There are only four episodes left in this drama’s final season, and this week, when a forensic accountant is gunned down in a park, Jane (Angie Harmon) and Maura (Sasha Alexander) are drawn into a sophisticated Ponzi scheme — and the prime suspect is someone from Maura’s past. Alexander, who directed the episode, talks to The Post about winding down her seven seasons as Maura Isles.
What was it like stepping behind the camera?
I went to film school at USC, I directed some short films, but it’s the first time I’ve directed episodic television. My years of being on the set and also my past education in it … it was truly the most fun I have had since film school. I really, deeply love the collaboration. When you’re an actor it’s very insular, but when you’re behind the scenes you really do have to work with every crew member in order to make it happen.
How is Jane handling the job offer she recently received?
Jane is struggling with the decision because it means such a huge life change for her. It’s a very big move — she leaves her hometown that she’s never left, her family, her best friend, her work, and it’s to take an FBI job that’s more of a desk job. It’s turning away from one of the biggest parts of who she is and accepting a different way of life. That’s her big conflict.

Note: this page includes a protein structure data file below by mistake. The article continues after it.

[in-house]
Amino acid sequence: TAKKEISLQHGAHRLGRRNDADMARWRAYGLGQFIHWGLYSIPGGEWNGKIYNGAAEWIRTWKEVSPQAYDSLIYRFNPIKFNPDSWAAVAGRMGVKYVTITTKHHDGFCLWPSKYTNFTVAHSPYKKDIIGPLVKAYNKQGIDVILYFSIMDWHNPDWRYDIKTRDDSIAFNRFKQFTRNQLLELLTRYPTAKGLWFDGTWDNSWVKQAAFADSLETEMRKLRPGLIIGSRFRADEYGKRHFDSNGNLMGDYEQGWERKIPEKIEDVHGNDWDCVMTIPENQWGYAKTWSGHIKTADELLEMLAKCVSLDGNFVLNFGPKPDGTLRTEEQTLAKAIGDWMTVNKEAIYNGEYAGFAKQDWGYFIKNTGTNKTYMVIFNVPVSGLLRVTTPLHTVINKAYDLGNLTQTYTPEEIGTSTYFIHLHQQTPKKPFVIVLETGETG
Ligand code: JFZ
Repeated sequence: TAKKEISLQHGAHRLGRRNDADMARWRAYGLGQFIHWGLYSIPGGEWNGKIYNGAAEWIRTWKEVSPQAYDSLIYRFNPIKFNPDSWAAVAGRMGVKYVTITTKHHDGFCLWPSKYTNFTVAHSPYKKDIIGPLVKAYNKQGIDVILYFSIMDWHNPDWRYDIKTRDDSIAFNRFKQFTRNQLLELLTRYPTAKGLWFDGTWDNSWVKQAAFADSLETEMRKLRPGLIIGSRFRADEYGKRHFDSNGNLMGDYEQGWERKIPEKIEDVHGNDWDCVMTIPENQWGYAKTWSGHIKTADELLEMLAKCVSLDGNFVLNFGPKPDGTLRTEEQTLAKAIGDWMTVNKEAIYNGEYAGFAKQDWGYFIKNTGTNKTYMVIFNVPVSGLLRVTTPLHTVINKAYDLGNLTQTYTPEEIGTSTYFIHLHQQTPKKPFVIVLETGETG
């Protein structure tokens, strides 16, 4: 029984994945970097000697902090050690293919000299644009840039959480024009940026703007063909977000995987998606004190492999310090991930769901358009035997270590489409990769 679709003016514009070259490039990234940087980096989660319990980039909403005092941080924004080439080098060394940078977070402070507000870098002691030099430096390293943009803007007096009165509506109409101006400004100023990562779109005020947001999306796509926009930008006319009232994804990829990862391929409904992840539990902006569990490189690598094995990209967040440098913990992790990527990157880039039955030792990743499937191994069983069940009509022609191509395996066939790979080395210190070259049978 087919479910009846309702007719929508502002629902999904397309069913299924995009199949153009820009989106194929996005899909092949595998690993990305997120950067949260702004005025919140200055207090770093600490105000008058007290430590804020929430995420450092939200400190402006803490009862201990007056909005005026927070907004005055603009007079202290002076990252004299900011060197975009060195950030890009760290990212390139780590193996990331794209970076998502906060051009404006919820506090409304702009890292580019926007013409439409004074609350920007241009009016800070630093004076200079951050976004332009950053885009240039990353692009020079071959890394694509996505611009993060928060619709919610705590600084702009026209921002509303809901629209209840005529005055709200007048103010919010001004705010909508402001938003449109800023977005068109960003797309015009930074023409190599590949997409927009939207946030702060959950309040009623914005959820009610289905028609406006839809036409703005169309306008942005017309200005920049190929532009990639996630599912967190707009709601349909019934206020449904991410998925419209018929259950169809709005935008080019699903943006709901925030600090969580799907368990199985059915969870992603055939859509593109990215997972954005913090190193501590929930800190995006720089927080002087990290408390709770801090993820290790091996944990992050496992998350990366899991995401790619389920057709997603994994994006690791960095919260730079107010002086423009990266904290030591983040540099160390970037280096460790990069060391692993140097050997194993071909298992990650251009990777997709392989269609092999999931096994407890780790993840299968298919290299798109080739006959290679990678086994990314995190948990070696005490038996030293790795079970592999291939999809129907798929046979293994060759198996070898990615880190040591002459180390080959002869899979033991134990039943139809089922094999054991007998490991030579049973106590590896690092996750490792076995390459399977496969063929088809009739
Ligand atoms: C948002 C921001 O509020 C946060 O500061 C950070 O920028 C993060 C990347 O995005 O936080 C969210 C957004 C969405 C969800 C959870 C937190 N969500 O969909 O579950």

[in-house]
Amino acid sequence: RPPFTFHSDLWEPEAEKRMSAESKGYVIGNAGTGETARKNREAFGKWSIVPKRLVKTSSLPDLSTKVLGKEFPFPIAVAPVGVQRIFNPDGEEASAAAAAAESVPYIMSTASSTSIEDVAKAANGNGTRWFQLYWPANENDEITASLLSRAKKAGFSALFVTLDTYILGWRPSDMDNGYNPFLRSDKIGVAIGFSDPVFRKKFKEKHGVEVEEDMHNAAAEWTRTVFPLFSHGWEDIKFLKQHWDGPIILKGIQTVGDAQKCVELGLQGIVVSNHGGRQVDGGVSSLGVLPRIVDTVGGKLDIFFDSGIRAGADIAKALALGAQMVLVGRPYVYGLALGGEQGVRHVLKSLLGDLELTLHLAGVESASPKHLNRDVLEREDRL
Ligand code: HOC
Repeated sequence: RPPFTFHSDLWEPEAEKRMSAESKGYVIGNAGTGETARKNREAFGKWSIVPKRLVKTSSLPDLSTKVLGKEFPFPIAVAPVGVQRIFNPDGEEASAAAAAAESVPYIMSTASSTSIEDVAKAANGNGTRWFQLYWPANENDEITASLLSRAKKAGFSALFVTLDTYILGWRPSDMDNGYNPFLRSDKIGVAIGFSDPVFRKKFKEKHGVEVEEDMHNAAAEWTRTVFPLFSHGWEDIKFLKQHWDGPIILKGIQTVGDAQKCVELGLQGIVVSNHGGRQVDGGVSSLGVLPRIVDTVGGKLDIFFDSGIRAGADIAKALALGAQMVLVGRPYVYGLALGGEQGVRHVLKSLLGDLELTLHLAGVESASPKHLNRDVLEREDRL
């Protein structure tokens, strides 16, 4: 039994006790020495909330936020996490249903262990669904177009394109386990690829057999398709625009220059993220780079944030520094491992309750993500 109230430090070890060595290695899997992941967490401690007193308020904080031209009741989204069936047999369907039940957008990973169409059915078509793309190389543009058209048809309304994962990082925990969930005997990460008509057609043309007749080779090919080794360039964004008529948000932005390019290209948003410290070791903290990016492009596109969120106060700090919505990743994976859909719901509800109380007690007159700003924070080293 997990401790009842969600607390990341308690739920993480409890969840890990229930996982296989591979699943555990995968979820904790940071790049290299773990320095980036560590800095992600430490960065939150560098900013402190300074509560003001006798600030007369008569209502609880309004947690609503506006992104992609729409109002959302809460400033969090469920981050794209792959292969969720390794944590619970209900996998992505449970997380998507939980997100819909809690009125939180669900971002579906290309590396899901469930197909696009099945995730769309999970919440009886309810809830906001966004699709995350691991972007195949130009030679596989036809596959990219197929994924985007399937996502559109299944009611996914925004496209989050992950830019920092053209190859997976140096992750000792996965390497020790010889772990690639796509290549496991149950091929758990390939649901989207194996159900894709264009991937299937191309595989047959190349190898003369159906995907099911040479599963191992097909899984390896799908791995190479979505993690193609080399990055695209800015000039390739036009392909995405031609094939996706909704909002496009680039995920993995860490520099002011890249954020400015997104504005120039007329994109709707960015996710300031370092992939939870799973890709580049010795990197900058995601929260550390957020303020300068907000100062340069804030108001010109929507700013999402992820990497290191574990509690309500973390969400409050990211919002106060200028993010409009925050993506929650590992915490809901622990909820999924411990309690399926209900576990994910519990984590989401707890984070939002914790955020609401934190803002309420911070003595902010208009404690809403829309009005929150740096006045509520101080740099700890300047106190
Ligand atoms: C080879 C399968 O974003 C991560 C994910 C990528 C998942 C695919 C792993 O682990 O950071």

How does it feel to say goodbye to a character you’ve played for seven years?
The last day of shooting on the set of Maura’s office and the autopsy room … we did a scene where I turn off the lights in that room, and that was the last moment. I was supposed to be emotional in the scene as an actor and I kept my tears back because I wasn’t supposed to be crying, and the minute they called a wrap on that set I burst into tears. It becomes a part of you … It’s seven years of Maura’s sunny disposition and personality that helped influence my days and I will miss that a lot.
Did you take any souvenirs from the set?
A tea set that I always loved, a really beautiful, really ornate French tea set. I took a very large photograph from Maura’s office of five women performing an autopsy in the 1800s. It’s quite powerful; they’re very female in their dresses, standing over this corpse.